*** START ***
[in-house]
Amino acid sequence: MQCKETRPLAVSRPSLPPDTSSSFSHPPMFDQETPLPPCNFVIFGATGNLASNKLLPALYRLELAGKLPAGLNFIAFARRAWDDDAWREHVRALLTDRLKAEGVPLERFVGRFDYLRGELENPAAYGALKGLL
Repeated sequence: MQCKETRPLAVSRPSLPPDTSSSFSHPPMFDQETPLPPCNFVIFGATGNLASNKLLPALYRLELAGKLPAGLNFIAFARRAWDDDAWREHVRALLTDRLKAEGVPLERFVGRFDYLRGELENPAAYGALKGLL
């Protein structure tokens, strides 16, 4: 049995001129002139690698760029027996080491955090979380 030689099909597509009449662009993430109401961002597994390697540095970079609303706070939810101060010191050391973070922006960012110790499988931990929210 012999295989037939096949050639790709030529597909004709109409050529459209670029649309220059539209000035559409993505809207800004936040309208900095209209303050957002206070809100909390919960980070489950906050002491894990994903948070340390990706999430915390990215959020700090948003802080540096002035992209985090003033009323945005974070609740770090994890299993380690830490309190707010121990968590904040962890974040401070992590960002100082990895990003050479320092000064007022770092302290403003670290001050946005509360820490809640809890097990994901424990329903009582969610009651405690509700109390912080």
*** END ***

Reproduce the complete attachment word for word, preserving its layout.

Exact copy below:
[in-house]
Amino acid sequence: MQCKETRPLAVSRPSLPPDTSSSFSHPPMFDQETPLPPCNFVIFGATGNLASNKLLPALYRLELAGKLPAGLNFIAFARRAWDDDAWREHVRALLTDRLKAEGVPLERFVGRFDYLRGELENPAAYGALKGLL
Repeated sequence: MQCKETRPLAVSRPSLPPDTSSSFSHPPMFDQETPLPPCNFVIFGATGNLASNKLLPALYRLELAGKLPAGLNFIAFARRAWDDDAWREHVRALLTDRLKAEGVPLERFVGRFDYLRGELENPAAYGALKGLL
């Protein structure tokens, strides 16, 4: 049995001129002139690698760029027996080491955090979380 030689099909597509009449662009993430109401961002597994390697540095970079609303706070939810101060010191050391973070922006960012110790499988931990929210 012999295989037939096949050639790709030529597909004709109409050529459209670029649309220059539209000035559409993505809207800004936040309208900095209209303050957002206070809100909390919960980070489950906050002491894990994903948070340390990706999430915390990215959020700090948003802080540096002035992209985090003033009323945005974070609740770090994890299993380690830490309190707010121990968590904040962890974040401070992590960002100082990895990003050479320092000064007022770092302290403003670290001050946005509360820490809640809890097990994901424990329903009582969610009651405690509700109390912080």